If I Could Brew Now…

Saigon’s doesn’t seem to be a great place to be a homebrewer. As far as I know, there’s nowhere to buy grain, yeast, or hops in the city, and while there is  and active community of homebrewers up in Hanoi, there doesn’t seem to be one in Saigon. I could be wrong–and if I am, I’d love to hear more about it–but that’s my impression from scouring the web.

This is tolerable, for me, because I brewed a hell of a lot–to the point of exhaustion, and being a bit tired of brewing–by the time I left Korea, and because Saigon has just broad enough a selection of imports for me to try new things (or familiar, beloved beers) occasionally, while not wanting to buy too much of them, since they’re not cheap here… and because brewing is enough of a passion for me that it tends to distract from other pursuits to some degree, such as the writing I’m trying to get done here.

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But my Pending Posts queue on this blog has a whole bunch of brewing recipes I formulated, but never got around to brewing–everything from a soured braggot (that is, mead/beer hybrid, soured by wild yeast) to a Kotbuss–an endangered style of German altbier with molasses and honey in it. Still, if I could brew in Saigon, what would I be making? The answer is simple, really:

  • Saisons: Saigon is in the tropics: a yeast that thrives at high temperatures is a plus, but besides that, Saisons are versatile, as they can be hoppy or very much colored by adjuncts and spices. I love Saisons, and they’d be the mainstay in my Saigon brewhouse.
  • µIPA: I miss an assertively hoppy brew down here, where malty German styles dominate. Saigon has some decent Belgian beers (if you don’t mind paying for them) but nothing with any hop character. But I’ve also found I’m happy with a µIPA–a micro-IPA, that is–especially if the hops are Citra. I could do with a batch of Citra µIPA sitting around, to be savored one small bottle at a time.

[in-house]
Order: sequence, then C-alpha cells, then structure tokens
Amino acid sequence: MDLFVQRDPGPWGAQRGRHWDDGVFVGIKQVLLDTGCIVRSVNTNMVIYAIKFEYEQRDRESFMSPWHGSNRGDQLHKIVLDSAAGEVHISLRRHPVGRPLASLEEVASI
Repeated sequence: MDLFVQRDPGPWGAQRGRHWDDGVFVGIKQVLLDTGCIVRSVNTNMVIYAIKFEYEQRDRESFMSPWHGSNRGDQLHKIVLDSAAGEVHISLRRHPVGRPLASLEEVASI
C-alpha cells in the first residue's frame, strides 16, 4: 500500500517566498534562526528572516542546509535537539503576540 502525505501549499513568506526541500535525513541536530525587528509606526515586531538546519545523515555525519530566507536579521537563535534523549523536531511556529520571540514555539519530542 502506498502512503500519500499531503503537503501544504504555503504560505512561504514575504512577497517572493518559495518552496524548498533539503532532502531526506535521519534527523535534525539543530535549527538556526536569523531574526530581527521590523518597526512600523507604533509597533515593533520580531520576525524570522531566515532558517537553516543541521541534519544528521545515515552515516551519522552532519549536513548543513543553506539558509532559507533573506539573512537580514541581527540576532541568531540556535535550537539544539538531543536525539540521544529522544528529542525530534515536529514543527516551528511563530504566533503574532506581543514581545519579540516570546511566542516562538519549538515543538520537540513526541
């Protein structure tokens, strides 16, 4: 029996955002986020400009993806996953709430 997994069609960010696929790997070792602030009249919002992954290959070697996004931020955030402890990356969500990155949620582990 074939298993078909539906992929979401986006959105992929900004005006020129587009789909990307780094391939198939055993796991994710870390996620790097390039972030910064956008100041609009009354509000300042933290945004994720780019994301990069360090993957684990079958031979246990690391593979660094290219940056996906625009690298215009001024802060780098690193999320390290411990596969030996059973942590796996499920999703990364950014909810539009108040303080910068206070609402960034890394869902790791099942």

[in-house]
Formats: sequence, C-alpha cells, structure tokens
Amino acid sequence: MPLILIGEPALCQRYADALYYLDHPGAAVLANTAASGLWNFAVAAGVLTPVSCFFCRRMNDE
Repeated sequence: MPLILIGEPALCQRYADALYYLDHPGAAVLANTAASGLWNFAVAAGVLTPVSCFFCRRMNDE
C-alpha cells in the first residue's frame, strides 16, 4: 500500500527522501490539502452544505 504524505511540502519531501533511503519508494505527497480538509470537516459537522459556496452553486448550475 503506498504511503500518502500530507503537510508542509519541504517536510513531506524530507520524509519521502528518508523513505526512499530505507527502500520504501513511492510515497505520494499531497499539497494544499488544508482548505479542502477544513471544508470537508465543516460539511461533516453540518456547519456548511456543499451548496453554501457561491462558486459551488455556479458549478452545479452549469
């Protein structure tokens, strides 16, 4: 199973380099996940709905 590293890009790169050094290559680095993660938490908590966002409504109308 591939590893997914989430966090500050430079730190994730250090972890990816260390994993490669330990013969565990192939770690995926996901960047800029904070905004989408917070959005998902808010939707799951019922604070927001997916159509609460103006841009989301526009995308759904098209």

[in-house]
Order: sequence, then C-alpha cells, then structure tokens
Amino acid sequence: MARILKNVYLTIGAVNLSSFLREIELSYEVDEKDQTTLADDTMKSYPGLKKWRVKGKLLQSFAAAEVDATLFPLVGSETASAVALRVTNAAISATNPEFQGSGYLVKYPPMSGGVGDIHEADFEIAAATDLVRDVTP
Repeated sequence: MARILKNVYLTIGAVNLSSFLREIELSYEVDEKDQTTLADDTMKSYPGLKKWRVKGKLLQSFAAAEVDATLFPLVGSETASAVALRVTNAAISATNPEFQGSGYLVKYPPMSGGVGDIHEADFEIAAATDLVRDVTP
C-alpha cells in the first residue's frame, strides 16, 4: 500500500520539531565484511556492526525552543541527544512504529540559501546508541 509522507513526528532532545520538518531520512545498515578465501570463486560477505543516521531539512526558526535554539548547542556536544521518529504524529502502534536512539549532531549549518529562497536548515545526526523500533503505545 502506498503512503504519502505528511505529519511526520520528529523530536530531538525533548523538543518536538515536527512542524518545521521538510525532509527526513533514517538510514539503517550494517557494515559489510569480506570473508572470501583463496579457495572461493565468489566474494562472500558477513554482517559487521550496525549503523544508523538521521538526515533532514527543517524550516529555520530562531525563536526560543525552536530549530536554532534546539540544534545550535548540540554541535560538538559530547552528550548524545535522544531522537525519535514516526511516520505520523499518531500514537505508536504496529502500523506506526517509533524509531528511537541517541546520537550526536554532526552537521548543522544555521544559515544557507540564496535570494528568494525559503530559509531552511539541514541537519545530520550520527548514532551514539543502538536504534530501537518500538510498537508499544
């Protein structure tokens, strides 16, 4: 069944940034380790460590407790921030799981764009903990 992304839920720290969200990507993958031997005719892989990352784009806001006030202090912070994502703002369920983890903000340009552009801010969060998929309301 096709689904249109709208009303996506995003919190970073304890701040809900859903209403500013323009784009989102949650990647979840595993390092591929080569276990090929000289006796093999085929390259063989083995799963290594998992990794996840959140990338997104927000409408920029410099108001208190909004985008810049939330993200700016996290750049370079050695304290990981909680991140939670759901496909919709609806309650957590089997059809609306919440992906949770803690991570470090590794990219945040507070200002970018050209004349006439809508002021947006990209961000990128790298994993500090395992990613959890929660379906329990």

• Alternate Method: I’ll probably end up settling for hop oil extraction, and dosing regular beer with some of the hop oil when I feel like a hoppier beer. I hope to get a few different varieties of hops, so I can have my pick of what to turn the regular craplager into: Citra, Cascade, Nelson Sauvin… whatever.
  • Meads: I actually hope to be making meads soon. Honey is very cheap in Saigon, and I should be able to get temperature tolerant yeast here before too long. When I do, mead is what I’ll be focusing on.

But what if there were no limits? What if I were fully equipped with a home brewery right now, and grain and hops and an environment where I could cool fermenting batches of beer… in that case, what would I make? Which is also to ask: when I do get back into brewing, someplace where we figure we’ll stay long enough to justify buying homebrewing gear, what will I make?

Here’s a top ten:

  • A sour ale. After actually making various sour ales, I’m not sure I care much about style. I mean, I probably will someday try to make samples of each of the popular sour styles–particularly Flanders Red Ale–but my favorite sours from my own brewhouse have been just beers I made, liked, and then soured with a hodgepodge of sour cultures, bottle dregs, and so on. I’d probably make the sour ale first or second, as they take a while to actually develop their Brett flavor and aromas and sourness. And I’d definitely want to dry dry-hopping a few gallons of it before bottling. I’ve been curious about dry-hopped sour beer for a long, long time now.